19,967 reputation
459121
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location Pennsylvania
age 42
visits member for 3 years, 11 months
seen yesterday

Motto: I'd enjoy the day more if it started later.

I was born and raised in southern California, but my first language was actually Hungarian. I currently reside in eastern Pennsylvania.


1d
comment Why are Leicester & co pronounced as they are?
Actually, these are evidence that the spelling predates the pronunciation. I.e. when the spelling of these placenames became fossilized, they were pronounced with many more syllables than people give them nowadays.
1d
answered Has there ever been a word for someone who has a thousand pounds?
Sep
12
awarded  Nice Answer
Sep
5
comment Other words to describe the relationships between pieces of data with a common parent/child
I can't reconcile your use of arrows with your statement that the relationships aren't hierarchical. I get that you're probably being deliberately vague about the precise nature of the data, but without further contextual details, I'm afraid we're all taking stabs in the dark.
Sep
4
comment Sieve vs filter? Are they opposites?
@guest: oh, I'm fully aware that it can be used as a verb, but I, personally, have never used it so. There's a bit of chicken-and-egg, but it sounds awkward to me as a verb.
Sep
4
comment Sieve vs filter? Are they opposites?
I don't think I've ever used "sieve" as a verb. "Filter" is what I would use for ending up with a list of primes; "filter out" might result in a list of numbers that aren't primes, but it might give the same results as "filter". Bottom line is, English ain't math, more's the pity.
Sep
4
comment I hardly/highly doubt it
@mplungjan, no it's not at all like "could/couldn't care less". Both "hardly doubt" and "highly doubt" are grammatically AND semantically correct; they just happen to mean opposite things. "Could care less" is OK grammatically, but not semantically; nevertheless, for some people it's idiomatic. All of "couldn't care less", "hardly doubt", and "highly doubt" are idiomatic in standard English, but none of them are idioms.
Sep
4
comment How do you Spell: Smused? Smoosed?
... though it looks like Merriam-Webster lists a transitive usage for it, too, but that sounds Totally Wrong to my ear.
Sep
4
comment How do you Spell: Smused? Smoosed?
Note that "schmooze" is intransitive: the usage is "Bill schmoozed with the clients, warming them up for the spiel from marketing."
Sep
3
comment Is there a phrase or idiom for “being defeated by future problems”?
Hmm, premature optimization taken to the extreme?
Sep
2
comment Neutral alternative to “deny” to mean “assert the untruth [of a claim]”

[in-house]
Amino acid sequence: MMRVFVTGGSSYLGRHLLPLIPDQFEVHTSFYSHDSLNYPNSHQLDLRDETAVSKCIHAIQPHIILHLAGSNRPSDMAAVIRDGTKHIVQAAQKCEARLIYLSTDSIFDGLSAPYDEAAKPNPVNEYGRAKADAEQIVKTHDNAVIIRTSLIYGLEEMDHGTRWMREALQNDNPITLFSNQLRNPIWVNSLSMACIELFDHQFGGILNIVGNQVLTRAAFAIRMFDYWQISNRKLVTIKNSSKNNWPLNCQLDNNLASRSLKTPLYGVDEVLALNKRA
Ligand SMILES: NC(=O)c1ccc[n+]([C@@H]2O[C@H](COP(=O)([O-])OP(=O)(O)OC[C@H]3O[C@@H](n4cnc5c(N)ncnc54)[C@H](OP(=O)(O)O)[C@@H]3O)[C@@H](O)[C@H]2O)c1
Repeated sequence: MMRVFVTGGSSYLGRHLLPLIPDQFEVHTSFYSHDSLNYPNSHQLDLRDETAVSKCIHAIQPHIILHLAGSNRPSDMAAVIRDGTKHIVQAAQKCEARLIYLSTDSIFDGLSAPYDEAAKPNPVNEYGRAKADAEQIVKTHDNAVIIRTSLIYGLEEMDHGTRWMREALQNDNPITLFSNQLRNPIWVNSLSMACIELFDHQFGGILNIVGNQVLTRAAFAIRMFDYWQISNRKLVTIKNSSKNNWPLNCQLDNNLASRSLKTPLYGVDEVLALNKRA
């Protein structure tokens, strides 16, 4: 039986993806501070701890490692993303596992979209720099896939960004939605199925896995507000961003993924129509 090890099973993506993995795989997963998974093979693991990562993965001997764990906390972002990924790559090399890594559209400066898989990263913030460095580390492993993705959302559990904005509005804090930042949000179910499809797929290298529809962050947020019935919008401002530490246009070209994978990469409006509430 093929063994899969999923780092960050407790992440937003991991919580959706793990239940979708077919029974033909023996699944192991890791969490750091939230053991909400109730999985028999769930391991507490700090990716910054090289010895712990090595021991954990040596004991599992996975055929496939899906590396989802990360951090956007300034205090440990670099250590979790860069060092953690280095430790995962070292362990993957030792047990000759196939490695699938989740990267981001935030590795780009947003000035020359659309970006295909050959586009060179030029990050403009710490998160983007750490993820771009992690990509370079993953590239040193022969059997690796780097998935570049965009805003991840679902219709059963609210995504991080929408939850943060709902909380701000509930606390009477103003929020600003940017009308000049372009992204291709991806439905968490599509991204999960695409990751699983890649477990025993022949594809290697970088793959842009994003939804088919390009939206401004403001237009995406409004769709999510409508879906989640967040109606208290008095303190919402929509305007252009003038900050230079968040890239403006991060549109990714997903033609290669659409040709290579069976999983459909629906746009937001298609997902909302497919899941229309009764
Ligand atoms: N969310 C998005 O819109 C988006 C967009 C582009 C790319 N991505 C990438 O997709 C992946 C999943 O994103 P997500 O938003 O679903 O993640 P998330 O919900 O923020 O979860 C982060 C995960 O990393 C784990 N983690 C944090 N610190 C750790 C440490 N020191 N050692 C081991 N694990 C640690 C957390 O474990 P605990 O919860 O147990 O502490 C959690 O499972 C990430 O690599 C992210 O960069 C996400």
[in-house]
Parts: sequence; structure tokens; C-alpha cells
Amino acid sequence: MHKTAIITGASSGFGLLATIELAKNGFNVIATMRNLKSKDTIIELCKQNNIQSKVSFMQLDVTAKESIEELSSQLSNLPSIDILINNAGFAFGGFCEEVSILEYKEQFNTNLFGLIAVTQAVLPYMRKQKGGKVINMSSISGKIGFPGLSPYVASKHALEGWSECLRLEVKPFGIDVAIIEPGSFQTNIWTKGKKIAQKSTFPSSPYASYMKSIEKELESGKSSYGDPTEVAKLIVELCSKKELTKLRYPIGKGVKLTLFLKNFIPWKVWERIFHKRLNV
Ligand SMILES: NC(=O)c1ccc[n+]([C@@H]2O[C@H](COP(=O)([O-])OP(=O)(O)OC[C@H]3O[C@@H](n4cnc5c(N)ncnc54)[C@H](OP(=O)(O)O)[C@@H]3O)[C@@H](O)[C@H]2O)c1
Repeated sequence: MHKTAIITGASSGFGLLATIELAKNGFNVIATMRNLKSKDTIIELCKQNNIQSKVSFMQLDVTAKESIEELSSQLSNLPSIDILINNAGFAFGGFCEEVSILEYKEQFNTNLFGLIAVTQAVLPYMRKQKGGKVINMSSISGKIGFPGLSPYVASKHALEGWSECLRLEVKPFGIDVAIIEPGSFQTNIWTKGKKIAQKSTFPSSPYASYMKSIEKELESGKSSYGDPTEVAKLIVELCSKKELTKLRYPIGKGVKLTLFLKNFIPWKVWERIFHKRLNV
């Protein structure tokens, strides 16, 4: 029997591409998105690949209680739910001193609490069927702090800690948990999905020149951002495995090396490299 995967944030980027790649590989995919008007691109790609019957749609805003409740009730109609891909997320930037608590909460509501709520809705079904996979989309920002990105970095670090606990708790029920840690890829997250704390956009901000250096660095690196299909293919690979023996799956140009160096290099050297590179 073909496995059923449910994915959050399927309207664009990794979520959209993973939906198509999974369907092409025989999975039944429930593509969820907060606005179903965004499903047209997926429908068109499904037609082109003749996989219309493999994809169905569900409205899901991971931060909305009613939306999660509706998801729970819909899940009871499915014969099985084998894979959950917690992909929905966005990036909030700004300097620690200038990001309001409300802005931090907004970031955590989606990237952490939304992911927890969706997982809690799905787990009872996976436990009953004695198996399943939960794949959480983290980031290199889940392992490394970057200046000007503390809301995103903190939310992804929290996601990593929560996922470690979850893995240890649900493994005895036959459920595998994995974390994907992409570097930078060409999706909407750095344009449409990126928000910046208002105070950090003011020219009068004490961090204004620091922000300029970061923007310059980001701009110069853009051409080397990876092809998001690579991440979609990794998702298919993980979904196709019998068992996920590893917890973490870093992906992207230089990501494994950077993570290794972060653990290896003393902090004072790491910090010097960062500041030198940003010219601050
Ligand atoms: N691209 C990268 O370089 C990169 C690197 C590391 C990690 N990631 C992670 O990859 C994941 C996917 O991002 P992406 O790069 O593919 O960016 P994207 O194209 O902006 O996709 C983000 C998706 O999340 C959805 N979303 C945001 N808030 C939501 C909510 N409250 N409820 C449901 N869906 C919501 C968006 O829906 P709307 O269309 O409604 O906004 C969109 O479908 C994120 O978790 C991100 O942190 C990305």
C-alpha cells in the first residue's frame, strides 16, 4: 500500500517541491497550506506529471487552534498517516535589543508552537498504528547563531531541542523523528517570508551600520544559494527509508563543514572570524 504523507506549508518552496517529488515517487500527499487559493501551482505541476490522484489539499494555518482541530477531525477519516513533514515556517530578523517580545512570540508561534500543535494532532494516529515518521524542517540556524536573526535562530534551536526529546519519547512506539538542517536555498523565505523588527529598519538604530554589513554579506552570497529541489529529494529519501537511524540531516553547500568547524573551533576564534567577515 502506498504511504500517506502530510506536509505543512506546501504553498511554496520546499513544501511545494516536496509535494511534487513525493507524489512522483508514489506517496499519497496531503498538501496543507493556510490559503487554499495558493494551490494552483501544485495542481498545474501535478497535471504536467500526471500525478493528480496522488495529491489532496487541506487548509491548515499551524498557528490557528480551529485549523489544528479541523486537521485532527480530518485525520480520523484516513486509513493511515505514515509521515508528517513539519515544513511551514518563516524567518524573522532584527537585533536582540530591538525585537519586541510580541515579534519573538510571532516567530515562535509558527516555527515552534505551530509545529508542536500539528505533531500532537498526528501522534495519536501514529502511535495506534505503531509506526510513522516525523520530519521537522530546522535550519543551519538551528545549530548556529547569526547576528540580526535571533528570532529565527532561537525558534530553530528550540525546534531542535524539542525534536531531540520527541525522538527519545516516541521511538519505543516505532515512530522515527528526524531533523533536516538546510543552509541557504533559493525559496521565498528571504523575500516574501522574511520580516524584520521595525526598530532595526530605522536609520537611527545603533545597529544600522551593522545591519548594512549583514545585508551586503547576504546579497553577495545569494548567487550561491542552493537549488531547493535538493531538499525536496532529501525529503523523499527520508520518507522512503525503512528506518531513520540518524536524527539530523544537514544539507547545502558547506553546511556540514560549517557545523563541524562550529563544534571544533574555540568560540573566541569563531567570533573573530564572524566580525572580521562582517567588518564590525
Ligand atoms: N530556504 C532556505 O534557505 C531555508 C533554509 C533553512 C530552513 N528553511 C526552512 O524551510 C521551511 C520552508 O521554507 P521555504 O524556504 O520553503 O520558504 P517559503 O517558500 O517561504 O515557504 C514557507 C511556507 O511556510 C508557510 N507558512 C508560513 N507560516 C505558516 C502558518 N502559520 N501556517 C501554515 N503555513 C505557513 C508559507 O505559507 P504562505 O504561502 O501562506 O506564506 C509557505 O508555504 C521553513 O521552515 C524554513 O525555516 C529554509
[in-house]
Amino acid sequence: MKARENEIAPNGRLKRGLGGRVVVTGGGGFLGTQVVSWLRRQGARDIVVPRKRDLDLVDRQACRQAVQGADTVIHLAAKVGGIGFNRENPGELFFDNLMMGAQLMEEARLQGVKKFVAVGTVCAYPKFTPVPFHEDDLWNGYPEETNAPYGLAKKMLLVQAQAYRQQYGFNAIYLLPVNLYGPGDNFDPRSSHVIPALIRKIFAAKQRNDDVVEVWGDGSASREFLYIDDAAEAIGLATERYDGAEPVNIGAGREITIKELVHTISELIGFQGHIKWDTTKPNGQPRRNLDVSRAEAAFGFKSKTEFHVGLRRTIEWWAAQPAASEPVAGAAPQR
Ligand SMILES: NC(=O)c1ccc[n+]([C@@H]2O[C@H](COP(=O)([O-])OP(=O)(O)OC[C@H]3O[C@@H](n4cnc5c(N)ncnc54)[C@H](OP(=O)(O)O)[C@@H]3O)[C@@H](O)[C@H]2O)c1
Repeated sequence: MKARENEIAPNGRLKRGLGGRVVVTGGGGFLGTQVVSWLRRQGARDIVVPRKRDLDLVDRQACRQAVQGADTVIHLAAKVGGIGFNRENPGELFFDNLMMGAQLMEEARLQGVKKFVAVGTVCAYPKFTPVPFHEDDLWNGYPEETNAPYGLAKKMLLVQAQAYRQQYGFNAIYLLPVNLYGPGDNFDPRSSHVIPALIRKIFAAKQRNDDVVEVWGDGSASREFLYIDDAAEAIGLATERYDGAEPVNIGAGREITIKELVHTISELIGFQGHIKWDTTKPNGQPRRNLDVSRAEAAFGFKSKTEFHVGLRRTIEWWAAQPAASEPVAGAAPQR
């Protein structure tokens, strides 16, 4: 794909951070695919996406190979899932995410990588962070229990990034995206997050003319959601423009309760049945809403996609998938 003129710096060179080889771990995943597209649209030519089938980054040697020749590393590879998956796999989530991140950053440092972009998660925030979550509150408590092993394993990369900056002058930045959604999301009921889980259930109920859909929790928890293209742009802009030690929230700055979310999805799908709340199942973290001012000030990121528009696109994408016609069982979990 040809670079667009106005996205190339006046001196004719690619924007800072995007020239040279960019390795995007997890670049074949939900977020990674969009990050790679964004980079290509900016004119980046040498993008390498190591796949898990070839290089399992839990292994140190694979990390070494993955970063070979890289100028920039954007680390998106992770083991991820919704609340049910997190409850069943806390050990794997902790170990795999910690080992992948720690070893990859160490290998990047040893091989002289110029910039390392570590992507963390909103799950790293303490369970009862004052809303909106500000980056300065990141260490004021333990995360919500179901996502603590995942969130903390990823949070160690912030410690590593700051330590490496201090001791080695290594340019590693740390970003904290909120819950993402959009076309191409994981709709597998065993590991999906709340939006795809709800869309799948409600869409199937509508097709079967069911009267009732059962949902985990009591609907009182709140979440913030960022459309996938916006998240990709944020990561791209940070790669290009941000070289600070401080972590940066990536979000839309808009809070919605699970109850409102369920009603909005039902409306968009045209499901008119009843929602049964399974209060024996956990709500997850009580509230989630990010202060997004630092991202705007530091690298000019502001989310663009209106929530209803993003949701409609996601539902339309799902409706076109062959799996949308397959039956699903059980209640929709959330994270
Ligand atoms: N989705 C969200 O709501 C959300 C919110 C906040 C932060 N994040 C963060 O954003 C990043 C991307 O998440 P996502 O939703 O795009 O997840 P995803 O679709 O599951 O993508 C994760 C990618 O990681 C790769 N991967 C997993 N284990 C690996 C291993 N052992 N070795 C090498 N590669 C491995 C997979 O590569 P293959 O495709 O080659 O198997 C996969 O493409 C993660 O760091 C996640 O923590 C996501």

Also, the "continued to contradict the claim" wording merely shifts the weaseliness: now instead of Smith's truthfulness being in doubt, we're implying that the accusation might be false.
Sep
2
comment Neutral alternative to “deny” to mean “assert the untruth [of a claim]”
THWACK!!! to the lot of you. Harumph.
Aug
18
comment What is the meaning of 'busts up a chiffarobe'?
You already have the definition of chifforobe. Better dictionaries will also tell you the definition of bust up. If those dictionary entries don't answer your question sufficiently, you need to explain why.
Aug
16
comment Connotations of “quixotic”
Oy. I feel like I deserve an upvote just for reading that all the way through, but since that's not how the world works, +1 for you instead. :)
Aug
12
revised “Behaves similar to” or “behaves similarly to”?
removed distracting subject-verb disagreement, since it's not material to the question
Aug
8
comment Why is a dead man like a plumber's candle?
@Jim: oh, come off it already!
Aug
8
comment Why is a dead man like a plumber's candle?
@Jim: so are a majority of household candles, and the majority of votive candles, and tealights, and pretty much any candle that's made primarily of paraffin (and isn't dyed). The simile in the quote is like saying something is "as green as a milk-vetch leaf in spring" - sure, a milk-vetch leaf is green in spring, but so are an awful lot of other, far more common (and commonly-known) things.
Aug
7
awarded  Popular Question
Aug
5
revised Expression for “preaching to someone who already agrees”?
Supported answer with a link & a quote
Aug
5
comment Expression for “preaching to someone who already agrees”?
"Preaching to the choir" is exactly the phrase that comes to my mind.